This week: Thomas Cole, Leonard Bernstein, the Yale Series of Younger Poets & more.

Nonfiction:

The conservative thinker Russell Kirk. Photo: The Russell Kirk Center.

“Classic Kirk Essays,” selected by Cecilia Kirk Nelson: Without access to physical bookstores, it may well be time to begin amassing a digital library of your own, if you haven’t done so already. Granted, weekly and monthly publications tend to have a fairly accessible online presence, at least as far as their current output is concerned. But the problem of finding those out-of-the-way secondhand gems, normally hiding on a dusty corner bookshelf, still remains. Fortunately, the Russell Kirk Center is one enterprise engaged in invaluable archival work on our behalf. Now available for free perusal on their website are “Classic Kirk Essays,” selected regularly from the conservative thinker’s vast written output by his daughter, Cecilia Kirk Nelson. Ranging from brief syndicated columns to longform essays on the arts and our cultural inheritance, these pieces provide a primer for the uninitiated and, for those more familiar, a welcome reminder of the breadth of Russell Kirk’s oeuvre and its enduring relevance. —RE

Poetry:

“Yale Series of Younger Poets” commemorative publications: “April is the cruelest month,” wrote T. S. Eliot in The Waste Land, and though this year those immortal opening lines might ring especially true, some comfort may be yet found in poetry. We hope readers have had the chance to explore our April issue, with its special section of excellent features on poetry. Among other opportunities to celebrate this “National Poetry Month” (as recognized, since 1996, by the Academy of American Poets), Yale University Press is offering for sale on its website a selection of past winners of its Yale Series of Younger Poets award, including 1942’s For My People by Margaret Walker, 1952’s Mask for Janus by W. S. Merwin, and 1973’s Field Guide by Robert Hass. —AS

Art:

Thomas Cole, View from Mount Holyoke, Northampton, Massachusetts, after a Thunderstorm—The Oxbow, 1836, Oil on canvas, The Metropolitan Museum of Art.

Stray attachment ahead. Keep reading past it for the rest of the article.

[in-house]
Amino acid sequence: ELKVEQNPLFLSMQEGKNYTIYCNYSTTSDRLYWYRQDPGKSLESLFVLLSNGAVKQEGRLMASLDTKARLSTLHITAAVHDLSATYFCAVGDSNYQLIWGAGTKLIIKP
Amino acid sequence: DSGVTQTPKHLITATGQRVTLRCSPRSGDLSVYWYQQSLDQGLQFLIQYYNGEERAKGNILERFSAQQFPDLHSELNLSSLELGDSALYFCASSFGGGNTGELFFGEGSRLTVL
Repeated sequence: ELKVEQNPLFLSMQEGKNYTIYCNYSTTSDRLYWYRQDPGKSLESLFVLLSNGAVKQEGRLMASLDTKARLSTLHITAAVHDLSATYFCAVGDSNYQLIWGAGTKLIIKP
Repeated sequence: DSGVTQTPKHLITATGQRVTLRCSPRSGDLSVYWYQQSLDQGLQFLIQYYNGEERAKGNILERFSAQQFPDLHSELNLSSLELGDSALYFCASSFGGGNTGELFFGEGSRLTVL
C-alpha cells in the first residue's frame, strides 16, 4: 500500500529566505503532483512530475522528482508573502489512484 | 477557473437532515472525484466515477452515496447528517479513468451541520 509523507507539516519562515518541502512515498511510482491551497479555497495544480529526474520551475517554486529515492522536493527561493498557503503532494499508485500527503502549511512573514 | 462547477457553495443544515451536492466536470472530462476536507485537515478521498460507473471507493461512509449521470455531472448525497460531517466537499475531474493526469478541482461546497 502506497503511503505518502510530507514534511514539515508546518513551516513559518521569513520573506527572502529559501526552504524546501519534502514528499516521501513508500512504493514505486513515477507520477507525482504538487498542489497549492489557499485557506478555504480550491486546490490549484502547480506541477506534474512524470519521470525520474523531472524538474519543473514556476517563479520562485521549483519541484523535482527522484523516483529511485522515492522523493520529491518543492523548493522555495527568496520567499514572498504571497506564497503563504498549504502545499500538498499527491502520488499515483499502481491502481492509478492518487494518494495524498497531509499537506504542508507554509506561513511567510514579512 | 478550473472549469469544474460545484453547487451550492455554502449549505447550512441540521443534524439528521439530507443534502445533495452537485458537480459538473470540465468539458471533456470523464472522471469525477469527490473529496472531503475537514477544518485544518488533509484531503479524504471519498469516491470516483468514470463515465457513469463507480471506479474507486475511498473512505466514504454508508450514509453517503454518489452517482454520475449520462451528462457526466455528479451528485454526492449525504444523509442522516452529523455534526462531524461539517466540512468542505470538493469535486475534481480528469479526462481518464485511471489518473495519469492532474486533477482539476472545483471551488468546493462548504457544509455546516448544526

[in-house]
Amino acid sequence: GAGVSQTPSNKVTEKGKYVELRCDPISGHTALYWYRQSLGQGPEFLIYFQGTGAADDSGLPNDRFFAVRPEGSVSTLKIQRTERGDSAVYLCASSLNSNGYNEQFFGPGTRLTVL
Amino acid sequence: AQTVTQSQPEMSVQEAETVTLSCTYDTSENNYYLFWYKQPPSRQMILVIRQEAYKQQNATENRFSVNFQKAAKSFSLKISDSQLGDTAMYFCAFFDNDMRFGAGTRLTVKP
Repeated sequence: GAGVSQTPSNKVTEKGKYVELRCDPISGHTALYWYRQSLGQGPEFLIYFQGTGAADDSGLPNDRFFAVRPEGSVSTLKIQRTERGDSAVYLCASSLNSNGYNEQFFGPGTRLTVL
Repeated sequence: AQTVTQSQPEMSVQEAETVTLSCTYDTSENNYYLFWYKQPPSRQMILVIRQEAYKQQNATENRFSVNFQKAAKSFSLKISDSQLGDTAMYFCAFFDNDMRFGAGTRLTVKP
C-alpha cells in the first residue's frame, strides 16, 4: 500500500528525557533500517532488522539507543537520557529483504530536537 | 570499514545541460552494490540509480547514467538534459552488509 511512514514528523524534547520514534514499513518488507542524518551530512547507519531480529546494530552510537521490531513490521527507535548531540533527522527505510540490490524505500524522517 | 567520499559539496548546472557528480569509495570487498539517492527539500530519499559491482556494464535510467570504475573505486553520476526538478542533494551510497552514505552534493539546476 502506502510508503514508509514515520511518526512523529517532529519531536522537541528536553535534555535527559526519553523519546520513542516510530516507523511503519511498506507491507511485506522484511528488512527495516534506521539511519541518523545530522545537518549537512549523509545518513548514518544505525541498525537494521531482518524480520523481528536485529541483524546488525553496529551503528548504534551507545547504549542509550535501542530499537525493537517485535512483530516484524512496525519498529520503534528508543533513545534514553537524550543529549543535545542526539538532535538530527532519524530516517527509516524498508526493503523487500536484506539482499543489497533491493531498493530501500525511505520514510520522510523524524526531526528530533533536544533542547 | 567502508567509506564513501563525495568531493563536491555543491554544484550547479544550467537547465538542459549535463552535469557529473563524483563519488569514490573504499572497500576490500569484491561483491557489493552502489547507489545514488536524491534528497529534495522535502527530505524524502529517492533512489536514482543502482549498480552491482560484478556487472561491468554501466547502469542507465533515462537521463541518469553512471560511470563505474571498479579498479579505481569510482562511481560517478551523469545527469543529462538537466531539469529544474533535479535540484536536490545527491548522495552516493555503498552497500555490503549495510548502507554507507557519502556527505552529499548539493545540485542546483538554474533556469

Lecture on Art, by Thomas Cole (Thomas Cole National Historic Site): The Hudson River School painter Thomas Cole’s visionary nature was on display not long ago at the Met’s early 2018 exhibition “Thomas Cole’s Journey: Atlantic Crossings.” But Cole was more than just a forward-looking painter; he was also a theorist. In his never-before-published Lecture on Art (ca. 1845), now out in a handsome paperback edition produced by the Thomas Cole National Historic Site, Cole expresses his views on the necessity of an understanding of art for the health of a nation: “Pregnant with life, the air we breathe surrounds the natural world and softens into harmony its rugged forms. So Art—the Atmosphere which encircles the sphere of our humanity—kindles the dead soul and raises it above the dullness of mere animal existence to intellectual acquirement.” Calling art “the great humanizing principle” and a “universal language,” Cole glories in human progress: “In taking a wide view of the history of Art we may safely indulge in the cheering thought that her riches will be ever accumulating as she moves along.” The reality may be less cheery indeed, but Cole’s enthusiasm makes for a diverting read all the same. —BR

Music:

“Young People’s Concerts,” with Leonard Bernstein and the New York Philharmonic: Through the magic of television, Leonard Bernstein’s Young People’s Concerts taught classical music to a generation of children. The program broadcast from Philharmonic Hall ran for fourteen seasons from 1958 through 1972. At the show’s height, each episode reached millions around the globe. Some years ago, a DVD box set of nine discs featuring twenty-five hours of the program, roughly half of its fifty-three-episode run, was remastered and released by Kultur DVD. Bernstein’s commanding presence and his faith in innate musical intelligence come through even a half century after the show’s creation. His episode on Gustav Mahler reminds us just what television could have, but did not, become. The DVD collection remains an essential source for anyone, young and old alike, looking for music education from home. —JP

Podcasts:

“Music for a While #22: Music as balm—and delight.” Jay Nordlinger, music critic of The New Criterion, talks music—but, more important, plays music.

From the archive:

“The unbearable rightness of criticism,” by William Logan (April 2012). On negative reviews of great poets.

Dispatch:

“Chickens and eggs,” by Timothy Jacobson. On the “Edison of Medicine” and his contribution to the study of vaccines.